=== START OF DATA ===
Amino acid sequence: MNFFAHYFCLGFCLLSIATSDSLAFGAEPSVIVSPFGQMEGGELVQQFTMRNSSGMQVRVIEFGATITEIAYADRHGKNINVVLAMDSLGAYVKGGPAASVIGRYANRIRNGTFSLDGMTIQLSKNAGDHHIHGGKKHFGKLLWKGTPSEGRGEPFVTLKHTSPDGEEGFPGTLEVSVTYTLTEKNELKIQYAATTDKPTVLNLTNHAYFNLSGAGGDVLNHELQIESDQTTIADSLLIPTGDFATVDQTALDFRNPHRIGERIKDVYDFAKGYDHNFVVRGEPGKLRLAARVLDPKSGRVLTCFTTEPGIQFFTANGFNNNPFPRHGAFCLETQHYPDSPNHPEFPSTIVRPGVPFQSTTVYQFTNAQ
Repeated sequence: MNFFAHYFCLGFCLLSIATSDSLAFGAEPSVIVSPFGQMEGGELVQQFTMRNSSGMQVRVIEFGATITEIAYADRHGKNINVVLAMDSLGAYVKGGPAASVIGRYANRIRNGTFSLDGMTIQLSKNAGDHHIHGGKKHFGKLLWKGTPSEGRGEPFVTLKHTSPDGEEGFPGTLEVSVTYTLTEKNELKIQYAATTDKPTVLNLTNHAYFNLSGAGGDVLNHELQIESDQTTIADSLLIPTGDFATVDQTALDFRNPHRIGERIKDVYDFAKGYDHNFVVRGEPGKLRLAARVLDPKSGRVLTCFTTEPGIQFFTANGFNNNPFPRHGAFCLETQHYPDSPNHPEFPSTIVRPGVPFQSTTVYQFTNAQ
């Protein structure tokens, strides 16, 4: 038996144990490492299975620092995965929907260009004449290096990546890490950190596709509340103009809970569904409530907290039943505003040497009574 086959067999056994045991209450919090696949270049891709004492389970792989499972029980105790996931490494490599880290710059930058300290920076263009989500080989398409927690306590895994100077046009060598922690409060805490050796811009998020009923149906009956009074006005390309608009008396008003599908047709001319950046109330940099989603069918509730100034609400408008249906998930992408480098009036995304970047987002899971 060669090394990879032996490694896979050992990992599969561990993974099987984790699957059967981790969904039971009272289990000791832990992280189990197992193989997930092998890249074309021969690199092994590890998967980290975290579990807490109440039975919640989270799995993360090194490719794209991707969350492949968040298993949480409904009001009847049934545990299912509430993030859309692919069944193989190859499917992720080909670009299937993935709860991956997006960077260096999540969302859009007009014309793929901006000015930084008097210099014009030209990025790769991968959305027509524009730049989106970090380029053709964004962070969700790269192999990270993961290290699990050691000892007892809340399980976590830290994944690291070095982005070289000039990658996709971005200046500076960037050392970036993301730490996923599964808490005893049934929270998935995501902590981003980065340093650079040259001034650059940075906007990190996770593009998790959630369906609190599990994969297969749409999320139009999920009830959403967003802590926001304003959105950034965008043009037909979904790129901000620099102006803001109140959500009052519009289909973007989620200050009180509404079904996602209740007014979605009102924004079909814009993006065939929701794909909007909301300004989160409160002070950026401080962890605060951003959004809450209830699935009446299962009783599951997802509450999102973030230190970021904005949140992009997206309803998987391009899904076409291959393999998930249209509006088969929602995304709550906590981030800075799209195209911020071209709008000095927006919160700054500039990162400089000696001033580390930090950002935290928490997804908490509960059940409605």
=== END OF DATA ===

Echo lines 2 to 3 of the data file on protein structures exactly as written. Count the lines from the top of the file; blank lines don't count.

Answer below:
Repeated sequence: MNFFAHYFCLGFCLLSIATSDSLAFGAEPSVIVSPFGQMEGGELVQQFTMRNSSGMQVRVIEFGATITEIAYADRHGKNINVVLAMDSLGAYVKGGPAASVIGRYANRIRNGTFSLDGMTIQLSKNAGDHHIHGGKKHFGKLLWKGTPSEGRGEPFVTLKHTSPDGEEGFPGTLEVSVTYTLTEKNELKIQYAATTDKPTVLNLTNHAYFNLSGAGGDVLNHELQIESDQTTIADSLLIPTGDFATVDQTALDFRNPHRIGERIKDVYDFAKGYDHNFVVRGEPGKLRLAARVLDPKSGRVLTCFTTEPGIQFFTANGFNNNPFPRHGAFCLETQHYPDSPNHPEFPSTIVRPGVPFQSTTVYQFTNAQ
């Protein structure tokens, strides 16, 4: 038996144990490492299975620092995965929907260009004449290096990546890490950190596709509340103009809970569904409530907290039943505003040497009574 086959067999056994045991209450919090696949270049891709004492389970792989499972029980105790996931490494490599880290710059930058300290920076263009989500080989398409927690306590895994100077046009060598922690409060805490050796811009998020009923149906009956009074006005390309608009008396008003599908047709001319950046109330940099989603069918509730100034609400408008249906998930992408480098009036995304970047987002899971 060669090394990879032996490694896979050992990992599969561990993974099987984790699957059967981790969904039971009272289990000791832990992280189990197992193989997930092998890249074309021969690199092994590890998967980290975290579990807490109440039975919640989270799995993360090194490719794209991707969350492949968040298993949480409904009001009847049934545990299912509430993030859309692919069944193989190859499917992720080909670009299937993935709860991956997006960077260096999540969302859009007009014309793929901006000015930084008097210099014009030209990025790769991968959305027509524009730049989106970090380029053709964004962070969700790269192999990270993961290290699990050691000892007892809340399980976590830290994944690291070095982005070289000039990658996709971005200046500076960037050392970036993301730490996923599964808490005893049934929270998935995501902590981003980065340093650079040259001034650059940075906007990190996770593009998790959630369906609190599990994969297969749409999320139009999920009830959403967003802590926001304003959105950034965008043009037909979904790129901000620099102006803001109140959500009052519009289909973007989620200050009180509404079904996602209740007014979605009102924004079909814009993006065939929701794909909007909301300004989160409160002070950026401080962890605060951003959004809450209830699935009446299962009783599951997802509450999102973030230190970021904005949140992009997206309803998987391009899904076409291959393999998930249209509006088969929602995304709550906590981030800075799209195209911020071209709008000095927006919160700054500039990162400089000696001033580390930090950002935290928490997804908490509960059940409605």